Bench Press Explosion

3 Keys to Add Over 100 Pounds Your Bench Press in as Little as 4 Months!

 

Bench Press Explosion
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What would you think if I told you that it's possible to add over 100 pounds to your bench press inside of 4 months? Would you think I'm crazy? Well, I'm here to tell you that it absolutely is possible. I know because I did it. A few years ago, my bench press went from 185 pounds to 300, in just over 3 ½ months! In case you are wondering, I have never taken any performance-enhancing drugs. I didn't even take any supplements at that time. So how did I do it?

Well, there were a handful of contributing factors, but believe it or not, there were only three keys that were absolutely essential: 1) I used very strict exercise form, 2) I made a regular practice of attempting to lift more weight than I thought I could (with proper form, or course), and 3) I gave each muscle group enough rest days to fully recover in between workouts.

What do I mean by "strict exercise form"? In the case of the bench press, strict form means keeping your feet on the floor and your butt on the bench. If you feel the need to lift up your butt or arch your back like you're trying to do a back bend, that means the weight you are trying to press is more than you can handle. Period. You're better off training with less weight for a few weeks, and then coming back to the current weight when you can maintain strict form. This may mean putting your ego on the shelf for a week or two, but suck it up! It's a small price to pay for a commitment to doing things right!

Strict exercise form also means staying within the correct range of motion. You need to keep your range of motion consistent with how the human body is designed. In other words, only lower the bar until your elbows are to the sides of your ribcage. If your elbows drop any lower, some of the weight your pecs are bearing with will shift to your shoulder joints. This creates a weak link in your lift, which not only gives you a less-effective workout, but over time will create rotator cuff issues.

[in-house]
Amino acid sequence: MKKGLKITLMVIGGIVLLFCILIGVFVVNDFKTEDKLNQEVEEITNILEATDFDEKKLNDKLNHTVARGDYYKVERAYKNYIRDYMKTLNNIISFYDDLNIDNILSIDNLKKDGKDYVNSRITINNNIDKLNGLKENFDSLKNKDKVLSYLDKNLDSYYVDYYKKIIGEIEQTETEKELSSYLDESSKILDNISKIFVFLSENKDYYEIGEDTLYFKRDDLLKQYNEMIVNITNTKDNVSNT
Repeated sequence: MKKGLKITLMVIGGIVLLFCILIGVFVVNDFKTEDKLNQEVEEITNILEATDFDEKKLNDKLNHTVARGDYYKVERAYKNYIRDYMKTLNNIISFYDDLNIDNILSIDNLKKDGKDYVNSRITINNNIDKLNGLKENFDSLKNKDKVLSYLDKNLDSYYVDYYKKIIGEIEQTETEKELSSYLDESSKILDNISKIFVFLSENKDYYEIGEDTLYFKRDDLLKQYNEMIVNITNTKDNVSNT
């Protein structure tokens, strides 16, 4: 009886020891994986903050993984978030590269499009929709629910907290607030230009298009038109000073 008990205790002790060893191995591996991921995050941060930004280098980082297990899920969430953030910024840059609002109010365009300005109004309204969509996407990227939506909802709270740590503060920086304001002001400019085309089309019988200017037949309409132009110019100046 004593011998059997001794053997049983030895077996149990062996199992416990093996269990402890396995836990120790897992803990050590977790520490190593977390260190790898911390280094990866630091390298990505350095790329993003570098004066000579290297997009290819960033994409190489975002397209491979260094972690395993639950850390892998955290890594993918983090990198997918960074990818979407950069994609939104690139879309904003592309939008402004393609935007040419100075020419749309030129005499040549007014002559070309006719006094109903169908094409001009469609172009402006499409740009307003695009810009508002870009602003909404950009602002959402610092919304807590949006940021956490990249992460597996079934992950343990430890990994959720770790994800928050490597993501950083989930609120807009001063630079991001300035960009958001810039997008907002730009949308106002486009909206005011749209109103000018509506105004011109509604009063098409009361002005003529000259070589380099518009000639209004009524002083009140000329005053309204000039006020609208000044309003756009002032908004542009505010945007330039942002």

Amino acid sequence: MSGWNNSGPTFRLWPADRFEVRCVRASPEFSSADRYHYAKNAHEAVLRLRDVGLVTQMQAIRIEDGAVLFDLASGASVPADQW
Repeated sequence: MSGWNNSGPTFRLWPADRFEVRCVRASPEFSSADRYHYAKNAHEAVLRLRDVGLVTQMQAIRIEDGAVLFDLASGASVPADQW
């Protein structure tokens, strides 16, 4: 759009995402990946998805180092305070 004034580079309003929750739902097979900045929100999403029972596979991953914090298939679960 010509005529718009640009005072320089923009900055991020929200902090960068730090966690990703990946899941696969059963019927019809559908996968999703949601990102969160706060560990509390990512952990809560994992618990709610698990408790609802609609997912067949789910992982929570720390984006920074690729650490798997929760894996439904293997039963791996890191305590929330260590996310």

By the way, the old notion that a bench press rep is "not complete unless you touch the bar to your chest" is simply not true, for 99.9% of the population. The remaining .1% have deep, barrel chests and short arms, which makes for good power lifter. At the point where the bar touches a power lifter's chest, his elbows are about even with the sides of his ribcage. If this doesn't describe you, however, that bar shouldn't come anywhere near touching your chest.

The second key I mentioned is to bite off more weight and reps than you think you can chew. As I made my way to benching 300 pounds, my workout partner and I would make sure the heaviest sets of each of our workouts were with more weight than we thought we could lift.

For example: Let's say we saw in our workout log that in our previous chest workout our heaviest set of bench presses was with 205 pounds, for 6 reps. This workout, we felt confident that we could bench 215, but 225 would be too heavy. So how heavy would we decide to go this time? 225, baby! And to our amazement, we almost always lifted the weight! As you can imagine, these unexpected successes resulted in very fast strength gains! I must stress again that even on our heaviest sets, we always lifted with proper form. If we couldn't lift the weight without cheating, that set was over.

As for sets and reps, we would start with a weight that we could perform around 15 to 20 reps with, and then add weight each set until we had to give it our all just to squeeze out even a few reps. Our sets generally totaled 4 or 5.

Finally, we made sure to give our bodies plenty of rest in between workouts. This meant training each body part no more than one time per week. Remember, your body builds muscle in between workouts – not during – so you're better off erring on the side of too much rest than not enough.

And there you have it! Make sure your exercise form is crisp before you jump into doing super-heavy sets. It won't do you any good if you injure yourself because you can't control the weight you are lifting. The old adage, "If you are going to do something, it's worth doing right!" never applied more.

Lift hard and lift safely!
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